Tremendously difficult. To be frank, my personal preference is to handle much smaller groups of people. I’d love to write a solo book, or a book with smaller teams. Somehow, I’ve ended up working on books that have these absolutely huge rosters. “Final Crisis: Resist” had dozens of characters, “Checkmate,” which, at one point, deputized every cape and mask in the DCU, and now the Justice Society?
I think the next book I pitch is going to be Aquaman sitting in a cave. Alone.
Do you have a favorite JSA member? Why?
I have a few favorites. Power Girl is a tremendously fun character to write because she’s basically as cranky as I am. And I’ve sort of made my bones by writing strong female characters: Joanna Dark, Sasha Bordeaux, and so on. Wildcat is delightfully old school, just cracking his knuckles and breaking the right heads, but also a dedicated teacher. And of course Mr. Terrific. It’s a joy to be able to come back to Michael.
Michael was always very hard for me to wrap my head around when I was working on “Checkmate,” and I really never felt like I ‘got’ him until “Final Crisis: Resist.” Just in the nick of too late, I guess.
That’s probably my favorite part of “JSA vs. Kobra.” Writing Michael again, a very tired, very stressed out Michael.
Does he figure prominently in the new story you are telling?
Certainly. Michael is one of two point-of-view characters narrating the series, so he’s definitely front and center.
One of two? Who is the other?
The other P.O.V. character is Jason Burr, the villain of the piece.
Before, we get into Jason, maybe we should talk about Kobra.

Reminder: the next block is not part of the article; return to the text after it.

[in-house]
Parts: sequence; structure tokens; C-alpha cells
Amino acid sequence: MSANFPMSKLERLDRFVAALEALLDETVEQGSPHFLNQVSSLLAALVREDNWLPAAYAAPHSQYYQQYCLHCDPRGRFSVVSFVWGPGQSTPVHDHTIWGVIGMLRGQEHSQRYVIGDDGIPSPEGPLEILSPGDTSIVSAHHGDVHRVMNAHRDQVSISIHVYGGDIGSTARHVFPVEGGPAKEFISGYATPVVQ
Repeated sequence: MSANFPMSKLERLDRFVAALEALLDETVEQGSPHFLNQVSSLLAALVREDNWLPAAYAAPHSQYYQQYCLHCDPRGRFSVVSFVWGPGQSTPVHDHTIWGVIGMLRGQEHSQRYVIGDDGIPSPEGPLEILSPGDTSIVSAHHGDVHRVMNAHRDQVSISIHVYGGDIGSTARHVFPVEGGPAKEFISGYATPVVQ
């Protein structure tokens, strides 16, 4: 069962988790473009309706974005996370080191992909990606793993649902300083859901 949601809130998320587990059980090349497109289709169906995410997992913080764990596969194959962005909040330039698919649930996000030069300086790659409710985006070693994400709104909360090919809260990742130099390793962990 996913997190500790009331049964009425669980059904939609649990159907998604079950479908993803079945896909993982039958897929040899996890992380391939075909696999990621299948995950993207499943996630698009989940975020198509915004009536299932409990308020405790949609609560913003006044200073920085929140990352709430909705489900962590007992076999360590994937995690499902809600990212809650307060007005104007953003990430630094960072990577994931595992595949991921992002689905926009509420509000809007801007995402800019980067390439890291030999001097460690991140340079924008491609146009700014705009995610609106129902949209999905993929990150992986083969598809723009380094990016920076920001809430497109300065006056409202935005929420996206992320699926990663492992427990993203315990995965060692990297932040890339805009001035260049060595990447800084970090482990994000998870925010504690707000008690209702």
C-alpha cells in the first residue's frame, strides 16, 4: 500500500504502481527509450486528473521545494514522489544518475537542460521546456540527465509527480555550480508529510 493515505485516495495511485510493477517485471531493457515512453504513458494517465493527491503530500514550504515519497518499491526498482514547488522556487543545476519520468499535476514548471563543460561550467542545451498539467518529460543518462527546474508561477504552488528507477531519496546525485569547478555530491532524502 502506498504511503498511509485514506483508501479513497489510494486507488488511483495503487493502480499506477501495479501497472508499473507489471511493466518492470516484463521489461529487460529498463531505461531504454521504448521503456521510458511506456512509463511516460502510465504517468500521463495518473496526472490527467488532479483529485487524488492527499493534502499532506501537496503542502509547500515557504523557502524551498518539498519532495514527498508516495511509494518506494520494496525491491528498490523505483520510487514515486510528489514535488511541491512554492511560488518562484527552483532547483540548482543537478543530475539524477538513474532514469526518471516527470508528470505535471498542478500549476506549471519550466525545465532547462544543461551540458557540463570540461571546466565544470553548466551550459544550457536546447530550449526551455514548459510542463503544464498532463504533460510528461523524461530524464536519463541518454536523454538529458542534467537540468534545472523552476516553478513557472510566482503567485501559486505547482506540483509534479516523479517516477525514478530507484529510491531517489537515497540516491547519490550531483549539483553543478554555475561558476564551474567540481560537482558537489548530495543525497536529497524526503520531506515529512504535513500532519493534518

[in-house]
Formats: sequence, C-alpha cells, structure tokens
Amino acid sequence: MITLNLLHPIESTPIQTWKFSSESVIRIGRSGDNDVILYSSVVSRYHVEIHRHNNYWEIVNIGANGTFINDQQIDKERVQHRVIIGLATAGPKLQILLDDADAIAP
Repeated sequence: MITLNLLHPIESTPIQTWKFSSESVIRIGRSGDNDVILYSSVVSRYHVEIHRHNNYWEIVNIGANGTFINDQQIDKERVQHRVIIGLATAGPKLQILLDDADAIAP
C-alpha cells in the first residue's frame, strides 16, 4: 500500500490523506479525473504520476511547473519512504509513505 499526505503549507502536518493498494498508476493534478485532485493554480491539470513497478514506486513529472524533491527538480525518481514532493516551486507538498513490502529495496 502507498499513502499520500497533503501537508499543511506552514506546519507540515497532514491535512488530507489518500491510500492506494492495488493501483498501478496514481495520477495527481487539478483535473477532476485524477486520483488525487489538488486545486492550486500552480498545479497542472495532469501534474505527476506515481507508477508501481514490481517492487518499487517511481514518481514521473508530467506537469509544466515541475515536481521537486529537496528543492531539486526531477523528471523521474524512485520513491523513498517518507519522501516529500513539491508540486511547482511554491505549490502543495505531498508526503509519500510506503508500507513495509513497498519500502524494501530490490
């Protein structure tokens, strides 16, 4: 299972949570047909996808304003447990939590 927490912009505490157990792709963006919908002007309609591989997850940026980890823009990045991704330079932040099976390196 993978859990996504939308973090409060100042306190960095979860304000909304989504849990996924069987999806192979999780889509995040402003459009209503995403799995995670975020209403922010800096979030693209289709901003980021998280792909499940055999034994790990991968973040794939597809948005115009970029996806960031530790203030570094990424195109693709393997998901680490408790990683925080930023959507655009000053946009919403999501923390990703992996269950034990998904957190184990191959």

Kobra has a long history with both JSA and Checkmate. Can you update readers who may not be familiar with Kobra and Checkmate what they need to know about these two organizations heading into the series?
Oh, my. Where to start?
Kobra began life back in 1976, I think, and was a Jack Kirby/Steve Sherman/Martin Pasko/Pablo Marcos series. It was unique to me at the time because it was a whole book about a bad guy.
The Kobra ‘cult’ is sort of an apocalypse cult, working to bring about the Kali Yuga – a period of utter destruction from which, they believe, a new paradise will grow.
Back in the seventies, the leader of the group was Jeffrey Burr, a mad genius, who, among other things, managed to build his own Lazarus Pit. It was revealed he had a twin brother, Jason, with whom he had an empathic link. Several shadowy intelligence agencies recruited Jason to track his brother with a failsafe plan in place that, should they not be able to stop Jeffrey, they could kill Jason and the empathic link would cause Jeffrey to die.
Through that series, Jeffrey eventually found a way to sever the link, and he killed Jason, who’s stayed dead until Ivan Brandon’s “Faces of Evil” tale.
Jason runs the organization now, which – through Greg Rucka’s handling of Kobra in “Checkmate” is a far cry from the of-its-period 1970s’ Kobra. The modern Kobra is a true terrorist organization – cellular structure, massively successful counterespionage efforts, and a cadre of ‘blood magicians’ called The Bestowed, who can ferret out informers and traitors.